UNDERSTANDING MULTIPLE SCLEROSIS
Multiple sclerosis (MS) is a sometimes devastating autoimmune disease that attacks the white matter of the central nervous system (brain, optic nerves and spinal cord). It is a very common disease, striking one in 1,000 people in the US. There is no cure, although there are treatments that slow the process in some patients. According to the National Multiple Sclerosis Society (NMSS), anyone can develop MS, but the typical person is between the ages of 20-50 and of Northern European descent. Women are two to three times more likely to develop MS than men. About 400,000 Americans acknowledge having MS. Worldwide that number may be 2.5 million.
MS can cause a wide variety of symptoms, including tingling, numbness, weakness, vision problems and paralysis. As the disease progresses, symptoms can worsen or expand to other areas.
TREATING MULTIPLE SCLEROSIS
The past 20 years have seen great improvements in the diagnosis of the disease and its treatment. Medications can now decrease the number of attacks and slow down their damage in some patients. Imaging techniques such as MRIs enable much quicker diagnosis—and earlier treatment—in most patients.
MS cannot be cured, but treatments to improve symptoms can be very valuable. We believe that our multidisciplinary team can improve the lifestyle of our patients so that they can maximize the use of body functions that are healthy. Symptomatic treatments, for example, can decrease pain, stiffness, tremor, fatigue, and improve bowel and bladder function and activities of daily living in general. We also continue to do research on exciting new medications that relieve symptoms and improve nervous system functioning in MS patients, including some that are not yet FDA-approved.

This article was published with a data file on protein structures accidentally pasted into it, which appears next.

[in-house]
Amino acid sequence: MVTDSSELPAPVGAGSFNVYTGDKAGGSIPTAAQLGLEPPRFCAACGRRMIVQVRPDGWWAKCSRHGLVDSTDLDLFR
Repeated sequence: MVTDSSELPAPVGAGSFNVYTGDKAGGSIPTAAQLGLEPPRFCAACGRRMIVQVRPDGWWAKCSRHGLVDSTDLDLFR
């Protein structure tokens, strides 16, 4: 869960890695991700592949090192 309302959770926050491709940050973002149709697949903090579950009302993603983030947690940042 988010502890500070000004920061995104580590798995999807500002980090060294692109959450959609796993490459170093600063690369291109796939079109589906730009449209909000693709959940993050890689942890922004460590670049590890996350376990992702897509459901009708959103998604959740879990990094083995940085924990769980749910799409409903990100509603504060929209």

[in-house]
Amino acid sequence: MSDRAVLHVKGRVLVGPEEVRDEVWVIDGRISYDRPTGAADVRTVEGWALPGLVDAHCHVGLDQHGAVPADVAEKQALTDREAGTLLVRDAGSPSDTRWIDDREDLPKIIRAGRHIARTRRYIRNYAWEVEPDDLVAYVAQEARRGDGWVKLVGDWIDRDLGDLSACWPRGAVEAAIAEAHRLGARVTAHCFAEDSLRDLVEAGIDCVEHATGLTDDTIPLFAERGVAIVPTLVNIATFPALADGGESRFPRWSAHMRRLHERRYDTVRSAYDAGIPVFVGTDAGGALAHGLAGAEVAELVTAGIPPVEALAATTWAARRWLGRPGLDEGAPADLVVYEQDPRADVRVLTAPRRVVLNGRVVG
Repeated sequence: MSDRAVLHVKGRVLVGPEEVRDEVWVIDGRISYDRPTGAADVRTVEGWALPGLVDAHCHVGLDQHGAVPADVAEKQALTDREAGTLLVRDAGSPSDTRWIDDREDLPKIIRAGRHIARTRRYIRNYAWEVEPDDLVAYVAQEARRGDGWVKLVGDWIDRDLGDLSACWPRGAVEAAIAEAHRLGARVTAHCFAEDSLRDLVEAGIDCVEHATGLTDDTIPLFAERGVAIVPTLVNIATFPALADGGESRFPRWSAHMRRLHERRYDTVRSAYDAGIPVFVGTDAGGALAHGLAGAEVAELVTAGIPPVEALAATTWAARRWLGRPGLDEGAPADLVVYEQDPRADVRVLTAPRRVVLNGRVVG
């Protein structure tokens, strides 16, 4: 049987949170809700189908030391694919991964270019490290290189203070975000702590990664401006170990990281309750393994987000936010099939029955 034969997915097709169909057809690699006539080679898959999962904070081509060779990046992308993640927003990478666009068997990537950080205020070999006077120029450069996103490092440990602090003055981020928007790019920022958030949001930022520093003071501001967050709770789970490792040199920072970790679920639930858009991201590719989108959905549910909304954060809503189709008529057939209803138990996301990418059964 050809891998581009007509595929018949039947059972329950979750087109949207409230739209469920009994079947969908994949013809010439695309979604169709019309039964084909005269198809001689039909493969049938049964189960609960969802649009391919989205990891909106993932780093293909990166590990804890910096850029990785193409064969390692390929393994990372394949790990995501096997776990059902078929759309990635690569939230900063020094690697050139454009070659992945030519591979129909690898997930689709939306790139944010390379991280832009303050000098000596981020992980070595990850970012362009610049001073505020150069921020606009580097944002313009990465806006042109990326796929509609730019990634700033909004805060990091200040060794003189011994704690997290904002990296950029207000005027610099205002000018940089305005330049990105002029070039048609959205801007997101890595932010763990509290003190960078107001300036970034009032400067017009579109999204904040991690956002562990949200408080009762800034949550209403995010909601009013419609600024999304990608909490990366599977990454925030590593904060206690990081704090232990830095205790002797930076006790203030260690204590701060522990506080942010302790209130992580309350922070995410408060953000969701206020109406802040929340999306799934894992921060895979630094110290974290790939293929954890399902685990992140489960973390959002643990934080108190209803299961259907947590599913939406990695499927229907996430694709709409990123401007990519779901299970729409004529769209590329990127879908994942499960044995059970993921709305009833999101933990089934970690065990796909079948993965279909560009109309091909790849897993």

The cause of MS is unknown. White blood cells enter the central nervous system (brain, spinal cord, optic nerves) and ultimately cause destruction of myelin, which covers nerve fibers. When myelin is damaged, nerves in the central nervous system do not conduct electrical signals normally, leading to problems with motor skills, sensory perceptions, coordination or other functions. In many cases, not only is the myelin destroyed or injured, but so are the nerve fibers, causing permanent disability.
Research at the John L. Trotter Multiple Sclerosis Center goes from the cell culture stage, to mice with a model of MS, to research on human cells and tissues to clinical trials of new therapies. Clinical trials are currently looking at new drugs, different formulations of older drugs, and improved imaging of the nervous system in MS patients.
For a referral to a Washington University neurologist or neurosurgeon at Barnes-Jewish Hospital, call 855.925.0631.